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I want to start this lecture with some autobiographical fragments

By Melissa Carroll,2014-04-16 21:43
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I want to start this lecture with some autobiographical fragments

    T-500: INTRODUCTION TO THEOLOGY

    LECTURE NOTES

    The purpose of this course is to introduce and examine some major topics, issues and options in the understanding of the nature and tasks of Christian theology, with a view towards developing your own capacity for critical and constructive theological reflection.

Theology: As I understand it, Christian theology is making sense of the Gospel and

    all other truths that claim us most radically. As such it embraces both “faith seeking

    understanding” and critical reflection upon that faith. It starts from a recognition that we all live by convictions, and that among those convictions are what I call truths that claim us most radically. They shape who we are so fundamentally (i.e., radically) that we cannot even think about them without in some sense living by them. Take for example the conviction: “People matter.” Can you think about this without living by it? I think not. In that case it is a conviction that could be said to claim you so fundamentally that you must presume its truth. But we live amidst a variety of such truths, and the variations give rise to questions. Christians, Jews and Muslims are also most radically claimed by the conviction that God matters at least as much as people do, and that leads us to ask where our ultimate loyalties should lie. Should loyalty to God take precedence over loyalty to humanity and other creatures? Devout people have answered that question in a number of ways. So we have to make sense of questions like theseat least enough sense that we can get on with our lives. And that is the kind of sense-making theology requires. What makes theology Christian is when amidst such truths we find ourselves claimed just as radically by some recognizable rendition of the Gospel or “good news” of Jesus Christ.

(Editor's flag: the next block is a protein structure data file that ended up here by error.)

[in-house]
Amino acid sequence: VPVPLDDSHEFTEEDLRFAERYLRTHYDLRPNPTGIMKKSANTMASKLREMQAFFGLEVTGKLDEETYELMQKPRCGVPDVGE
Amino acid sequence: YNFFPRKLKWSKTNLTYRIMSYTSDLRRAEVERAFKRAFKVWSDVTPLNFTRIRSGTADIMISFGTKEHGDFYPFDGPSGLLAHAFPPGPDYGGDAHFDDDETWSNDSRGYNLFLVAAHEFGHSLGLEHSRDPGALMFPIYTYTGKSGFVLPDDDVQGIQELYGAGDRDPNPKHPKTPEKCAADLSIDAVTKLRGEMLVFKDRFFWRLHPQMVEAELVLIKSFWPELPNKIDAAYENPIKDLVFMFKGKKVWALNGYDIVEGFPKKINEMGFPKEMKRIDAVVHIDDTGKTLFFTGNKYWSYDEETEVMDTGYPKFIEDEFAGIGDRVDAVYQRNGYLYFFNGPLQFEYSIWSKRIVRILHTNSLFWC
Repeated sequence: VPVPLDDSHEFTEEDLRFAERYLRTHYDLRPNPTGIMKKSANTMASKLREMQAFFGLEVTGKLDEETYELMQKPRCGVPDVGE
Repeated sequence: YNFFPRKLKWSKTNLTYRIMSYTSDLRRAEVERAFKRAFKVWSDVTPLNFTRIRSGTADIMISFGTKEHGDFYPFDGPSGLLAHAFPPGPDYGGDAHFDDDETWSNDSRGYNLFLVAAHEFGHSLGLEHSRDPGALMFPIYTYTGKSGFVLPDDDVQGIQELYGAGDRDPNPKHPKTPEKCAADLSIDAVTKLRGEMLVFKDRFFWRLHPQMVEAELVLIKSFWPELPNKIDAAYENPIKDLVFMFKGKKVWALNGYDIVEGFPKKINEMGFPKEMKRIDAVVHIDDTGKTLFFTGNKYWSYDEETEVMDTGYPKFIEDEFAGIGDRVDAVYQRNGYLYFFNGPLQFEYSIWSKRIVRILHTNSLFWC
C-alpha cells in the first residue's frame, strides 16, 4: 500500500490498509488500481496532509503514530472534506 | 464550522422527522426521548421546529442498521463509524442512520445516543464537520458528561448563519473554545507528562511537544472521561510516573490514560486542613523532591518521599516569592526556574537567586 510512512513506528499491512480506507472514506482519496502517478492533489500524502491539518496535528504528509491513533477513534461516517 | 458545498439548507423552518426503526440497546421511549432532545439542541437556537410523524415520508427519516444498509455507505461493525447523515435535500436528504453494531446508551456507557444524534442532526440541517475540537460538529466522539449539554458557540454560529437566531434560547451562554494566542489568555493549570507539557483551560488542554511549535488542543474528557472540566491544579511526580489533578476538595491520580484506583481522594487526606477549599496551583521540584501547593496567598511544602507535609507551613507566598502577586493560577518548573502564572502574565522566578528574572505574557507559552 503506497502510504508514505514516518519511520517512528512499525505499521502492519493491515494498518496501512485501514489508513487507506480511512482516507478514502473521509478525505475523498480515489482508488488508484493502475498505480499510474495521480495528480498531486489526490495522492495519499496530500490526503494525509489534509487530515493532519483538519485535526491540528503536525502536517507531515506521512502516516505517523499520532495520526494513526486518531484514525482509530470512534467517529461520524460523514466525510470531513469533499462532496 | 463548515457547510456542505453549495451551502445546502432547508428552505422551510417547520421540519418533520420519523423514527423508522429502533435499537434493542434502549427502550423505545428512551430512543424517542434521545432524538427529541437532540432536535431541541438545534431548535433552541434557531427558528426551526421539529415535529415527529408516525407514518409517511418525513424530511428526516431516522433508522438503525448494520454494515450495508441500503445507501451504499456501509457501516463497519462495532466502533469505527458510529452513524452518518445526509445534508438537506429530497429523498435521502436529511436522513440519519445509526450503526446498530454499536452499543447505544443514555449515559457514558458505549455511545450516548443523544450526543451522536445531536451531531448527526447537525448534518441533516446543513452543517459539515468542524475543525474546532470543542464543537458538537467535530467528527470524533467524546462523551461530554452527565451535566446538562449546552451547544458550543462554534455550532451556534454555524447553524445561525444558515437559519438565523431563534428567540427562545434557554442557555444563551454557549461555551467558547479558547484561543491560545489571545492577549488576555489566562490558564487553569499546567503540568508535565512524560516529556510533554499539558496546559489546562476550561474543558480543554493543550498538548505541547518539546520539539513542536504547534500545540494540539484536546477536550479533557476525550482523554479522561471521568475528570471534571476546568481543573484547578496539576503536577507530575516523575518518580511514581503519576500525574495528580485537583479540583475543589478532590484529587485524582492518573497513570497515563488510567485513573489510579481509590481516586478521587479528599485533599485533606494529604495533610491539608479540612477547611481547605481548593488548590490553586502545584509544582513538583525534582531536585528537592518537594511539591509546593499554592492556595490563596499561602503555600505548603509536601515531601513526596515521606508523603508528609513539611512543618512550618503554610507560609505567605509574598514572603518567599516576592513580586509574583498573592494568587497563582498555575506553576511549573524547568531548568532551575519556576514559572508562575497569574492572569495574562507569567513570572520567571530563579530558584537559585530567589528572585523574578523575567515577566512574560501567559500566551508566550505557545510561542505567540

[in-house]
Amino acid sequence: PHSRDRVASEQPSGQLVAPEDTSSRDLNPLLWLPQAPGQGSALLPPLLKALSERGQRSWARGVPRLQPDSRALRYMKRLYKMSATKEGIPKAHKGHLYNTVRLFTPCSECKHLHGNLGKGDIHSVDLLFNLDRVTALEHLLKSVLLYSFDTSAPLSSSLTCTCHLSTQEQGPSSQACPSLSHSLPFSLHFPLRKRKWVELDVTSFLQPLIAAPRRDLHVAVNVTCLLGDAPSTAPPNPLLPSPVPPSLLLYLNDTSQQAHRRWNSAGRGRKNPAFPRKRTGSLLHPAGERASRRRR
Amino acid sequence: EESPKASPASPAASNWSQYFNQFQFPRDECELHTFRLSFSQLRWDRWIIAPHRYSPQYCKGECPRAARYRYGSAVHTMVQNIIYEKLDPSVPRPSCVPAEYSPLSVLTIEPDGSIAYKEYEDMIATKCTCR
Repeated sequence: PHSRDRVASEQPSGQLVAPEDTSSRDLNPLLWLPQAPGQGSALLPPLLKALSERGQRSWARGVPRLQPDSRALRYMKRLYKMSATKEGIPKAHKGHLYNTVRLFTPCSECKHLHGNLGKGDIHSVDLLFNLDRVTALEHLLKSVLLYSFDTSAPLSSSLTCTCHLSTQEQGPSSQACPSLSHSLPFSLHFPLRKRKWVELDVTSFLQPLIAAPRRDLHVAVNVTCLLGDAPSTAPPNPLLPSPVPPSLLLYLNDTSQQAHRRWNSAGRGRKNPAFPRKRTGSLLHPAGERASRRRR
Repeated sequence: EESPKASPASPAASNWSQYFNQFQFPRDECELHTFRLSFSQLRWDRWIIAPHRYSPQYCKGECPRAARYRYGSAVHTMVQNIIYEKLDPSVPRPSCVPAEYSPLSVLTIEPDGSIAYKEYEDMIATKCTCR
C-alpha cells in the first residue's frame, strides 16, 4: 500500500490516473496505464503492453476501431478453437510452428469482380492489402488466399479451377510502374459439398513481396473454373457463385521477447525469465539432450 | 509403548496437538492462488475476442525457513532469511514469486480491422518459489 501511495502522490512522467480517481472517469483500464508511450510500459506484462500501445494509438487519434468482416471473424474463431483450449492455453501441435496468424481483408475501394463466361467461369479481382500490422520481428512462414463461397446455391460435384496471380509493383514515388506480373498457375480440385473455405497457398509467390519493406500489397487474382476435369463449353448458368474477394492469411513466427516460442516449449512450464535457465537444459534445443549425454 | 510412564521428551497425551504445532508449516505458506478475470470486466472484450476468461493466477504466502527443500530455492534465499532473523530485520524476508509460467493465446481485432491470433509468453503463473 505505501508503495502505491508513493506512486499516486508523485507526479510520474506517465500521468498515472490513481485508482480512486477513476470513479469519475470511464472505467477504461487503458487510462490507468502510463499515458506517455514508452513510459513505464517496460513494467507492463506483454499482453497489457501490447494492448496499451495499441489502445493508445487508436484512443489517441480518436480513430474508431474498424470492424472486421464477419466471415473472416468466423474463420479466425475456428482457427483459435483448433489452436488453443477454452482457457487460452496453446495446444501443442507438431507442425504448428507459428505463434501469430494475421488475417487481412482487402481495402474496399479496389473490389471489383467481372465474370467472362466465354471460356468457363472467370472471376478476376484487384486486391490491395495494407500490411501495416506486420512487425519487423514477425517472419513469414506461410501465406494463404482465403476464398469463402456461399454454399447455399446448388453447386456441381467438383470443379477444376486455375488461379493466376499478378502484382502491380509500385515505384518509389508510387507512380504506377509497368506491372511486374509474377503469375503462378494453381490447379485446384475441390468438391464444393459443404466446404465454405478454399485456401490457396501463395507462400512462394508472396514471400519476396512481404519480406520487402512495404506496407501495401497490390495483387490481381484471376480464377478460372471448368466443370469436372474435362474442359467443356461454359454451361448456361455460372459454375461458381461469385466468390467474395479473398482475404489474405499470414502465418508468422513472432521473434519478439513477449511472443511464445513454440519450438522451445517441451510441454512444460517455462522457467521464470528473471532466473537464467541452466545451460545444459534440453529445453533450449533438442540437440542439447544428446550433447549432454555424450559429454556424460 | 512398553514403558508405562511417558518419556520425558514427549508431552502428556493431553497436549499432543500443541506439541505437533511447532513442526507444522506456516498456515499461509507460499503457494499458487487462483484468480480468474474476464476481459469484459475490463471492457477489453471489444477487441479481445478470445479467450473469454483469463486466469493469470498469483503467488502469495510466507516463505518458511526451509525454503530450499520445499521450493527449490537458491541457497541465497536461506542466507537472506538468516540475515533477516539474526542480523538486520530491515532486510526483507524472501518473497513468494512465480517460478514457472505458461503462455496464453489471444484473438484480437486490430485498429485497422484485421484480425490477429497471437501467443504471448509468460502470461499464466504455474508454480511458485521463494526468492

The Gospel: As your professor, I get the privilege of using my own rendition of the Gospel to shape the structure of this course. But a central aim of the course is to get you to articulate and support your own rendition of the Gospel. (The assumption here is that in taking this course at this school you consider yourself either some type of Christian or else someone in dialogue with Christianity.) Your rendition might look strikingly different from mine. What matters is that you articulate it carefully and

    support it aptly. I am supposed to model this for you, so let me start by presenting you with the Gospel as best I can formulate it here and now:

In eccentricity and brokenness,

    the communion of God‟s Spirit in Jesus Christ

    embraces each and every one of us just as we are

    and draws us to embody that communion for all others,

    now and always.

    As you will see, each of the topics covered in this course is a variation on this one theme. I encourage you to construct your papers along similar lines.

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    Required Texts